Pretty Woman is arguably one of the most iconic romantic comedies ever. One of those films that you have probably seen a thousand times but never tire of. The movie sent Julia Roberts into the stratosphere as a super star and cemented not only her mega star status but also made this film an instant classic. Your run of the mill romantic comedy with ups and downs and of course a happy ending, could have been considerably different. Yes, you heard me, originally Pretty Woman had a tragic ending.
The film, made in 1990 stars Richard Gere as the NYC based super suave and rich AF Edward. Edward decided to hire a sex worker to be his girlfriend for a week (yes, this is problematic) and this is when Vivian comes in, played by Roberts. All set in the glam back drop of L.A., the pair end up falling in love, hook, line, and sinker. In the end it seems like they are going to split for good post-business transaction, with him returning to the Big Apple, and her staying put in L.A. But in the end he ends up sweeping her off her feet in his big white limo.
The ending was filled with delightfully cheesy lines like when Edward says "So what happens after he climbs up and rescues her?" and Vivian responds "She rescues him right back." And a guy known only as "Happy Man" saying:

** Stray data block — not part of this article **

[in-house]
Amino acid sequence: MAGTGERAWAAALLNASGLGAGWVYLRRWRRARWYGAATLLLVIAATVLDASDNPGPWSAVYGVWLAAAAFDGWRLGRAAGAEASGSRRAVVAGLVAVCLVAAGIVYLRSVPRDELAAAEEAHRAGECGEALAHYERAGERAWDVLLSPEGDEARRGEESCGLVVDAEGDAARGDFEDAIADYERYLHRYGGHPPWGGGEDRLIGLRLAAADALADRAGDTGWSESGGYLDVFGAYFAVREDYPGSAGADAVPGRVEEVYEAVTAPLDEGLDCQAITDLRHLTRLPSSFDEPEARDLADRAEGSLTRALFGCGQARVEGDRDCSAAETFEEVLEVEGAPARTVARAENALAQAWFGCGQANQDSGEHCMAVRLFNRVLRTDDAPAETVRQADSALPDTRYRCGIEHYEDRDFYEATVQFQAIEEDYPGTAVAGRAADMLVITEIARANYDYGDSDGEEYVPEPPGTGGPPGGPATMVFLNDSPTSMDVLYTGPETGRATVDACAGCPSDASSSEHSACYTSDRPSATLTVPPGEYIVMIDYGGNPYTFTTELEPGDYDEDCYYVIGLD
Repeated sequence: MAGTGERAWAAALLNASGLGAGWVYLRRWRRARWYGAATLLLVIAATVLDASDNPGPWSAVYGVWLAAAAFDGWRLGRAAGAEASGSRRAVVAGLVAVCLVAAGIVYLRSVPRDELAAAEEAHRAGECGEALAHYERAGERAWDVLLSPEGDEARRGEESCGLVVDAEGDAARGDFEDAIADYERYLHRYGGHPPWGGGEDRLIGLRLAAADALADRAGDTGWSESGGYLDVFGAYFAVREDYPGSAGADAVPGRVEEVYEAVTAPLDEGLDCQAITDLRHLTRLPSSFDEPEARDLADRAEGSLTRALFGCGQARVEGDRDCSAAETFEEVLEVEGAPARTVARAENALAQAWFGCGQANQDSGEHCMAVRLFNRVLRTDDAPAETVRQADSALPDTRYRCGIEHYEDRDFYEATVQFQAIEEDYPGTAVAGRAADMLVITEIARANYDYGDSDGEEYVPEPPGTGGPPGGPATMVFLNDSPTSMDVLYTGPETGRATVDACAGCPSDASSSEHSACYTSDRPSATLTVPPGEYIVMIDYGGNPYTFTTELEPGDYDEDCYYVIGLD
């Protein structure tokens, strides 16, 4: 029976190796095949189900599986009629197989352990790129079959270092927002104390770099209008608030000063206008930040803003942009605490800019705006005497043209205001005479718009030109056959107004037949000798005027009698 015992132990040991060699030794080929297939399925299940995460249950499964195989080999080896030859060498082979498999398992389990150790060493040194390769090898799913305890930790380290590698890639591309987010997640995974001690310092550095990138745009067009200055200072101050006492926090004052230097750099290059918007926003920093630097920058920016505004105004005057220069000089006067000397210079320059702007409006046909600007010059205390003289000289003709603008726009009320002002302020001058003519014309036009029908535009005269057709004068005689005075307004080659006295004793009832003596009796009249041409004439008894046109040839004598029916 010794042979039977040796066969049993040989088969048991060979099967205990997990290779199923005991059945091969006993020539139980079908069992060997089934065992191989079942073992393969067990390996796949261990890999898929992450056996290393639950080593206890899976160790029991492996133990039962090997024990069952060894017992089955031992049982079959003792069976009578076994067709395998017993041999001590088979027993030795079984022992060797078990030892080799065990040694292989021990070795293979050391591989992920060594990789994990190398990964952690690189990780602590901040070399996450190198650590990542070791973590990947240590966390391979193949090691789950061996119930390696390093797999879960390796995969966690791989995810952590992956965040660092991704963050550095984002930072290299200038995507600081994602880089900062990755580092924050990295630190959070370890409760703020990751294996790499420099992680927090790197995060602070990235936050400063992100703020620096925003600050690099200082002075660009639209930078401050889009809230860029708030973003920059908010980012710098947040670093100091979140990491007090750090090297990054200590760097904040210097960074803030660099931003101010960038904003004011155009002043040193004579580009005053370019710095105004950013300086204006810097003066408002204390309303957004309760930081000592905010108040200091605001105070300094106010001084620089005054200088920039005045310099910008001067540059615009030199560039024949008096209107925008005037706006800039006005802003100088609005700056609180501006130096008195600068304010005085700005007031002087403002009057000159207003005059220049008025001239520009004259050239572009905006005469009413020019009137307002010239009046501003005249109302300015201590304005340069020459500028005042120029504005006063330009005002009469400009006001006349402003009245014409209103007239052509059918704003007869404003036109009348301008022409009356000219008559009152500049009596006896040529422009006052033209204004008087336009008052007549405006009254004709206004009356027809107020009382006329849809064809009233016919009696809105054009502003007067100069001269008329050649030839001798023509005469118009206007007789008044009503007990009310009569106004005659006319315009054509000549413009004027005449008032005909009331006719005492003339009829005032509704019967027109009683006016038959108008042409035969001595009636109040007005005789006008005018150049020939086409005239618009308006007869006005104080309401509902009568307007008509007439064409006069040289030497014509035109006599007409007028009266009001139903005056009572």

"Welcome to Hollywood! What's your dream? Everybody comes here. This is Hollywood: Land of dreams. Some dreams come true; some don't. But, keep on dreaming. This is Hollywood. Always time to dream, so keep on dreaming."
Ah so deliciously naff.
In more recent times, creators of the film have opened up about the original ending, and how the film, made by Disney, had a slightly more positive ending than the initial script. To put it mildly.
Speaking at a Q&A back in March 2017, Page Six reports the former studio head of Disney Jeffrey Katzenberg as saying:
"As a script, Pretty Woman was an R-rated movie about a hooker on Hollywood Boulevard. By the way, in the original version — it’s pretty dark — I think she died of an overdose. So convincing [people] that we should make that at the Walt Disney Co., and that it’s a fairy tale and a princess movie, a lot of people had a hard time seeing it. But, as they say, the rest is history."
Wow, that really is a considerably different ending! Speaking to Vanity Fair, the writer of the original script, J.F. Lawton revealed the original working title for the film was 3,000, which references the amount of cash Edward paid Vivian for a week's services. According to the magazine, his original planned ending would have involved "Kit and Vivian on a bus bound for Disneyland ... with Kit anticipating a fun day financed by Vivian’s week with Edward, as Vivian 'stares out emptily ahead.'"
Makes you wonder, would the film have been such a smash hit had it kept the original ending? Or would it have been way too dark and not so rom-com friendly? Maybe you need to rewatch it to see what you think? Luckily, it is set to air on BBC One, so you will be able to muse over original endings, classic endings, and more importantly, how much popcorn you can enjoy while watching it.
Watch Saturday, July 21 on BBC One at 10:20 p.m.